Barbed wire snags like briars when
fence posts rot in goldenrod,
the cows are gone, the cowpath
a thinning along the creek
to follow upstream until
water narrows, gray planks lean
over the flow like a book
open but left unfinished,
like this bridge was when the man
who started it took to his
death-bed, watched from there a son
drive the last nails, drive the truck
across so he might die less
burdened that night. The farmhouse
is razed now, the barn and shed
bare quilts of ground. All that’s left
some fallen-down four by fours,
a few rusty nails, this bridge
the quick or the dead can’t cross.
from Among the Believers
© 2000 by Ron Rash
Used by permission of the author.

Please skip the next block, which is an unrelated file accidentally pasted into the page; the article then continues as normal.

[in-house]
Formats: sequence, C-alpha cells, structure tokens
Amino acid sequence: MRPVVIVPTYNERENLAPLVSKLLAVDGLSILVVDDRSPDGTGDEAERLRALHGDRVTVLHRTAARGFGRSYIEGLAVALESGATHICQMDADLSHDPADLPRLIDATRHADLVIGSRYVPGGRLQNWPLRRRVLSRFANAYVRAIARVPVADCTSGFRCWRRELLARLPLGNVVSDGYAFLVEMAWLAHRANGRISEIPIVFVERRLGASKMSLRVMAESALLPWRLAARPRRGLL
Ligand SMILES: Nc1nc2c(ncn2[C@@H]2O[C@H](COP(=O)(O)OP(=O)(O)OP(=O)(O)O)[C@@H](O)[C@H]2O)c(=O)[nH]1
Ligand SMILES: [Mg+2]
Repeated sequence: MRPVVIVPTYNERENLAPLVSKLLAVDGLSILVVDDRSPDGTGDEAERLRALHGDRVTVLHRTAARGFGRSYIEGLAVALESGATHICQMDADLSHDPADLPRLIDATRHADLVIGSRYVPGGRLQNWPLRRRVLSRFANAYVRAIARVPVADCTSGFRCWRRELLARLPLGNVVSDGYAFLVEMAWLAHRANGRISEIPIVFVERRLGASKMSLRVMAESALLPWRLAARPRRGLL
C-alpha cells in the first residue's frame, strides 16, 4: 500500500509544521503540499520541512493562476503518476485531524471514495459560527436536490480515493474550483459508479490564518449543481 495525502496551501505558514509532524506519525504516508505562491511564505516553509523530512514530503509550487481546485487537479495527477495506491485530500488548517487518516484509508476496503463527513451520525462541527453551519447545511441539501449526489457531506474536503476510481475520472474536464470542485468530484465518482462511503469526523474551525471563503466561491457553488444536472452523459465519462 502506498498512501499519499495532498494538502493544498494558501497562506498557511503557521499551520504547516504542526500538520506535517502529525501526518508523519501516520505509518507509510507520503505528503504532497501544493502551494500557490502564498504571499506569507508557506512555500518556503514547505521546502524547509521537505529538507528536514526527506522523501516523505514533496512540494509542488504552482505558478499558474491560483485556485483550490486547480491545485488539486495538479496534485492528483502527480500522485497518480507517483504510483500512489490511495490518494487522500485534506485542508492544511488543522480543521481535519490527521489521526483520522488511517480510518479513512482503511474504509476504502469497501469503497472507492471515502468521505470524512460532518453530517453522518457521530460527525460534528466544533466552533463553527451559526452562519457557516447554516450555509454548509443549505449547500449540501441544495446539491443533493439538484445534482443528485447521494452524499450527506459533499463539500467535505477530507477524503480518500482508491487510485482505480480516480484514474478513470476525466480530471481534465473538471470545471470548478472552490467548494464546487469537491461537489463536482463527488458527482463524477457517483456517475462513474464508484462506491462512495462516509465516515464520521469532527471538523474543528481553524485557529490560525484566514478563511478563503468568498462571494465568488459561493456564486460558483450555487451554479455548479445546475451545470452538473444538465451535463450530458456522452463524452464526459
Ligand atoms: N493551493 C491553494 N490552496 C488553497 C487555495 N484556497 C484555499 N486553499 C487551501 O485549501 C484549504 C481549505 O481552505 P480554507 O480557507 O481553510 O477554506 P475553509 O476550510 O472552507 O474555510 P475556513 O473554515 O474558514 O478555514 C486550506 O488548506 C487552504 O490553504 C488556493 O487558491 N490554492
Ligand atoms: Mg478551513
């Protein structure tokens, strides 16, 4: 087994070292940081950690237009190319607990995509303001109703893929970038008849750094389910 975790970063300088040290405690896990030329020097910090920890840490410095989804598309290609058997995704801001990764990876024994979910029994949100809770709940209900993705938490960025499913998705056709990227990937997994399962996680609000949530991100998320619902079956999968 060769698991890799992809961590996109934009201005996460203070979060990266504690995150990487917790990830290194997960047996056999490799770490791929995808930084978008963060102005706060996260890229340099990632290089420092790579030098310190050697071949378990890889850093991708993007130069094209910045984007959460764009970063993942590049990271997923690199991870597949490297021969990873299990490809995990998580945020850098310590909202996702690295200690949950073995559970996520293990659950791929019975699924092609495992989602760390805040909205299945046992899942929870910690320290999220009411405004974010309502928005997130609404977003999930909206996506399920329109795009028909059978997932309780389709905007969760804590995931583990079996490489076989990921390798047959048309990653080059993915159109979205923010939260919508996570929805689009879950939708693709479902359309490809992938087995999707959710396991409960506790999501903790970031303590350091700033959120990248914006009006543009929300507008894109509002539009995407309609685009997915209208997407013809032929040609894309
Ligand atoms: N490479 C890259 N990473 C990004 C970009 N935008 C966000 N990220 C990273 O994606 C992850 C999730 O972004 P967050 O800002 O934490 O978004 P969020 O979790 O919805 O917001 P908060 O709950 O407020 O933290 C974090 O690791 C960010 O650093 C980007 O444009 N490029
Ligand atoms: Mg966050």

Ron Rash was born and raised in North Carolina, in the southern Appalachians, where his family has lived for over 250 years. Rash holds degrees from Gardner-Webb College and Clemson University, and he now lives in Clemson, South Carolina, where he teaches English at Tri-County Technical College and is a member of the MFA faculty at Queens College in Charlotte, North Carolina. Rash has won a General Electric Young Writers Award, an NEA Fellowship in Poetry, and has been awarded the Sherwood Anderson Prize. His poetry and prose have appeared in numerous journals, including Poetry, Yale Review, Georgia Review, Oxford American, New England Review, Southern Review, and Shenandoah. He has published three books of poems, two books of stories, and has a novel forthcoming in the fall.